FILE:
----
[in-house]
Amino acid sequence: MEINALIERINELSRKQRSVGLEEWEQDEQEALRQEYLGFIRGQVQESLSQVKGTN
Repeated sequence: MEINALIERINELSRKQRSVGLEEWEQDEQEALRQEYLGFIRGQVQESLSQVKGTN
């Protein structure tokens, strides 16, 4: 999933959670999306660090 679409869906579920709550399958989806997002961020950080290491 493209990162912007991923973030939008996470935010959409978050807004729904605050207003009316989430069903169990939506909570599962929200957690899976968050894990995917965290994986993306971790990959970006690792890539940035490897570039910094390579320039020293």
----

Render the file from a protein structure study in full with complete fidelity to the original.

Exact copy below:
[in-house]
Amino acid sequence: MEINALIERINELSRKQRSVGLEEWEQDEQEALRQEYLGFIRGQVQESLSQVKGTN
Repeated sequence: MEINALIERINELSRKQRSVGLEEWEQDEQEALRQEYLGFIRGQVQESLSQVKGTN
């Protein structure tokens, strides 16, 4: 999933959670999306660090 679409869906579920709550399958989806997002961020950080290491 493209990162912007991923973030939008996470935010959409978050807004729904605050207003009316989430069903169990939506909570599962929200957690899976968050894990995917965290994986993306971790990959970006690792890539940035490897570039910094390579320039020293």